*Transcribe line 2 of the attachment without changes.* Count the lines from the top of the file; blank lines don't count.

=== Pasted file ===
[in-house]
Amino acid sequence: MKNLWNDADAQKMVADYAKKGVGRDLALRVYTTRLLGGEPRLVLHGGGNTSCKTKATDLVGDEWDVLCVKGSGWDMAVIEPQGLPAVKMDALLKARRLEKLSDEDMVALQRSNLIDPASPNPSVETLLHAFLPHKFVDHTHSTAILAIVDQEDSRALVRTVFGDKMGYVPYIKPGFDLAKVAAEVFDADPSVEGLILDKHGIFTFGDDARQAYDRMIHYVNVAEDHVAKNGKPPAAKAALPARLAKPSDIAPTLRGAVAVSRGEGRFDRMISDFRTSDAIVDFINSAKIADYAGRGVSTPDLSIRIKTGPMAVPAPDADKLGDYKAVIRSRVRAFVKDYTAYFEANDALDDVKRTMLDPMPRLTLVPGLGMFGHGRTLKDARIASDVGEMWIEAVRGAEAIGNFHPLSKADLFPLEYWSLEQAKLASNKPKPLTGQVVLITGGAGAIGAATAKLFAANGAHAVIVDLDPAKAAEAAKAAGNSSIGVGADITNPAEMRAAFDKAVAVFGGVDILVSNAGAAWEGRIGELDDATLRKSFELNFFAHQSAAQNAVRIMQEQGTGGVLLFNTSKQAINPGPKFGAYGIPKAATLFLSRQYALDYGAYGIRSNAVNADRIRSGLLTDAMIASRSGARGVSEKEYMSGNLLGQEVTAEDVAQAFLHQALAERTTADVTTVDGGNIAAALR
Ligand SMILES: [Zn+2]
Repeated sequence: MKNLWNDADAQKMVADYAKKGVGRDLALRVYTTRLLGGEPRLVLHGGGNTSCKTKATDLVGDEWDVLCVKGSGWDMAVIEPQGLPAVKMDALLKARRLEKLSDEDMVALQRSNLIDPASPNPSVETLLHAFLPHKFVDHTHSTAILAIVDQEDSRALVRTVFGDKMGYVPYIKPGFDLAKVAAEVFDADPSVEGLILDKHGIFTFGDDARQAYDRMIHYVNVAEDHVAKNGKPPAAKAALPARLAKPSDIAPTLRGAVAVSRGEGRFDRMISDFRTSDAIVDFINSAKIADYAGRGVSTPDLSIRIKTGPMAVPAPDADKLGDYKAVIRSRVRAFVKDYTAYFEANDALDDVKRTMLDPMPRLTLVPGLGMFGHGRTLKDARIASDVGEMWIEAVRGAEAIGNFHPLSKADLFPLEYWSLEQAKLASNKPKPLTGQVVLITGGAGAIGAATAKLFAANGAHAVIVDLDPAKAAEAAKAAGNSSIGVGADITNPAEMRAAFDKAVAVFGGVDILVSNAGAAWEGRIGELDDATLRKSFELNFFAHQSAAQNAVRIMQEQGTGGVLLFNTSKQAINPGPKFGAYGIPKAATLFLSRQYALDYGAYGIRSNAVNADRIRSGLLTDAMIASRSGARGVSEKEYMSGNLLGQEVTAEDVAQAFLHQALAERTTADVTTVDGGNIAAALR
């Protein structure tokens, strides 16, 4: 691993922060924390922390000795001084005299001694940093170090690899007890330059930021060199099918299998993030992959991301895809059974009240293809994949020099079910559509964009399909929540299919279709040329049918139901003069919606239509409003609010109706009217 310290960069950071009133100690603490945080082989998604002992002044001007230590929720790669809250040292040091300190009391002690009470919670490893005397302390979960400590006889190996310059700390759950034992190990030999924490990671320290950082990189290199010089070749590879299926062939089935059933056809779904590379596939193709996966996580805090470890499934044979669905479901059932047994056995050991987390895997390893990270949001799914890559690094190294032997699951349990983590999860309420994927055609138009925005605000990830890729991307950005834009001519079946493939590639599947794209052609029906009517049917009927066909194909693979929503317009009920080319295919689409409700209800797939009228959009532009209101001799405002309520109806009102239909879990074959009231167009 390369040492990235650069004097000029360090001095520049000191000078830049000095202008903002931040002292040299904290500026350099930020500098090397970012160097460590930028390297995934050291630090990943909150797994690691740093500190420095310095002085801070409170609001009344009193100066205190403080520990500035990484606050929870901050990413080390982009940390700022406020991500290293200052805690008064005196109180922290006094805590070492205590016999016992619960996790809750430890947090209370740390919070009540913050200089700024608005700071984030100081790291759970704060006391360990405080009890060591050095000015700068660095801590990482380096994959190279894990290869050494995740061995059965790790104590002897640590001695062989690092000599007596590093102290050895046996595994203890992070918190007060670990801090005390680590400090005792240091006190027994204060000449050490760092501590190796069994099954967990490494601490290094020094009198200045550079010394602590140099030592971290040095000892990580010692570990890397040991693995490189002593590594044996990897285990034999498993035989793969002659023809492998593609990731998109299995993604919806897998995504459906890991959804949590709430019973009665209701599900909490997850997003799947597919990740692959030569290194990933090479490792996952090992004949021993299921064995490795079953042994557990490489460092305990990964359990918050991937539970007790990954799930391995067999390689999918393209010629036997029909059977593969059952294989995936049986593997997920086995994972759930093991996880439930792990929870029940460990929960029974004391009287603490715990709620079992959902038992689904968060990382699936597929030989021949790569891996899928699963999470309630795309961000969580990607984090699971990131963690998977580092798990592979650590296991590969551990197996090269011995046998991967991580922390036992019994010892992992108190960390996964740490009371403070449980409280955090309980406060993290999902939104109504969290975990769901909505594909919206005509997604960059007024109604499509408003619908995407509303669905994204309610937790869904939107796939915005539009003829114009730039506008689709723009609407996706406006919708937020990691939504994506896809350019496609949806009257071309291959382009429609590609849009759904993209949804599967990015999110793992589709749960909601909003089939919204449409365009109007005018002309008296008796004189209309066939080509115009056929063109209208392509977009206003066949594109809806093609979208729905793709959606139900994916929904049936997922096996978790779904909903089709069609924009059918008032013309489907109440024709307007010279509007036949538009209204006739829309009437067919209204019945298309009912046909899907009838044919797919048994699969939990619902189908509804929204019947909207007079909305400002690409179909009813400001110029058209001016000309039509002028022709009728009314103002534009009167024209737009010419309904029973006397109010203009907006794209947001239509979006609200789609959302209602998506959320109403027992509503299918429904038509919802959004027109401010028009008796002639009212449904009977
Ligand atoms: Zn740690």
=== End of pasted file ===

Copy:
Amino acid sequence: MKNLWNDADAQKMVADYAKKGVGRDLALRVYTTRLLGGEPRLVLHGGGNTSCKTKATDLVGDEWDVLCVKGSGWDMAVIEPQGLPAVKMDALLKARRLEKLSDEDMVALQRSNLIDPASPNPSVETLLHAFLPHKFVDHTHSTAILAIVDQEDSRALVRTVFGDKMGYVPYIKPGFDLAKVAAEVFDADPSVEGLILDKHGIFTFGDDARQAYDRMIHYVNVAEDHVAKNGKPPAAKAALPARLAKPSDIAPTLRGAVAVSRGEGRFDRMISDFRTSDAIVDFINSAKIADYAGRGVSTPDLSIRIKTGPMAVPAPDADKLGDYKAVIRSRVRAFVKDYTAYFEANDALDDVKRTMLDPMPRLTLVPGLGMFGHGRTLKDARIASDVGEMWIEAVRGAEAIGNFHPLSKADLFPLEYWSLEQAKLASNKPKPLTGQVVLITGGAGAIGAATAKLFAANGAHAVIVDLDPAKAAEAAKAAGNSSIGVGADITNPAEMRAAFDKAVAVFGGVDILVSNAGAAWEGRIGELDDATLRKSFELNFFAHQSAAQNAVRIMQEQGTGGVLLFNTSKQAINPGPKFGAYGIPKAATLFLSRQYALDYGAYGIRSNAVNADRIRSGLLTDAMIASRSGARGVSEKEYMSGNLLGQEVTAEDVAQAFLHQALAERTTADVTTVDGGNIAAALR